- Synchrony dynamics in monkey V1 predict success in visual detection
- Cerebral Cortex
- Volume | Issue number
- 16 | 1
- Pages (from-to)
- Document type
- Faculty of Social and Behavioural Sciences (FMG)
Faculty of Medicine (AMC-UvA)
- Psychology Research Institute (PsyRes)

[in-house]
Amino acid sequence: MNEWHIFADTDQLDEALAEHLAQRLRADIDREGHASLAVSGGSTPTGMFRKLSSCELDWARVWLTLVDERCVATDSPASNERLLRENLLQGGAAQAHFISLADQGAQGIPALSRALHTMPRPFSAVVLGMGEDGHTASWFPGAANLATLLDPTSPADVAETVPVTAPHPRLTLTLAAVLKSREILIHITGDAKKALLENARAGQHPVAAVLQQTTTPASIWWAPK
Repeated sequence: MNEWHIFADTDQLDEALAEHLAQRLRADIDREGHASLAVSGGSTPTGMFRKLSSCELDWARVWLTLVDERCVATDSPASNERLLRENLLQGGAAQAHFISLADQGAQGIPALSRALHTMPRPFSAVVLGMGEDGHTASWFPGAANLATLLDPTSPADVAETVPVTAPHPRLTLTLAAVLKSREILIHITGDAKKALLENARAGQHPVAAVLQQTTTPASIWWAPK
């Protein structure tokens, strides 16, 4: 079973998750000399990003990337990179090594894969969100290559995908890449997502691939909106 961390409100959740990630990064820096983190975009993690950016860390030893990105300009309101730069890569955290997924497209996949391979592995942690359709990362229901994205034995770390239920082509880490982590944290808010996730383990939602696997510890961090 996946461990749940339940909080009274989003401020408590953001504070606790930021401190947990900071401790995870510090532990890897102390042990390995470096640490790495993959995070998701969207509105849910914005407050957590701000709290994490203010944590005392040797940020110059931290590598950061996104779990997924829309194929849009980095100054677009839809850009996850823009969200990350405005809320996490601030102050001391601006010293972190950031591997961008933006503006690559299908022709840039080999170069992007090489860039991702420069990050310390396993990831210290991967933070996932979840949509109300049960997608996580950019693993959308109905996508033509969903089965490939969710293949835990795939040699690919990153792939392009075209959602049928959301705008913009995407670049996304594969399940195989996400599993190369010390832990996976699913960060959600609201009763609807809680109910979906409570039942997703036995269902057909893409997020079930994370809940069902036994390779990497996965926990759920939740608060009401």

Behavioral measures such as expectancy and attention have been associated with the strength of synchronous neural activity. On this basis, it is hypothesized that synchronous activity affects our ability to detect and recognize visual objects. To investigate the role of synchronous activity in visual perception, we studied the magnitude and precision of correlated activity, before and after stimulus presentation within the visual cortex (V1), in relation to a monkey's performance in a figure-ground discrimination task. We show that during the period of stimulus presentation a transition in synchronized activity occurs that is characterized by a reduction of the correlation peak height and width. Before stimulus onset, broad peak correlations are observed that change towards thin peak correlations after stimulus onset, due to a specific decrease of low-frequency components. The magnitude of the transition in correlated activity is larger, i.e. a stronger desynchronization occurs, when the animal perceives the stimulus correctly than when the animal fails to detect the stimulus. These results therefore show that a transition in synchronous firing is important for the detection of sensory stimuli. We hypothesize that the transition in synchrony reflects a change from loose and global neuronal interactions towards a finer temporal and spatial scale of neuronal interactions, and that such a change in neuronal interactions is required for figure-ground discrimination.
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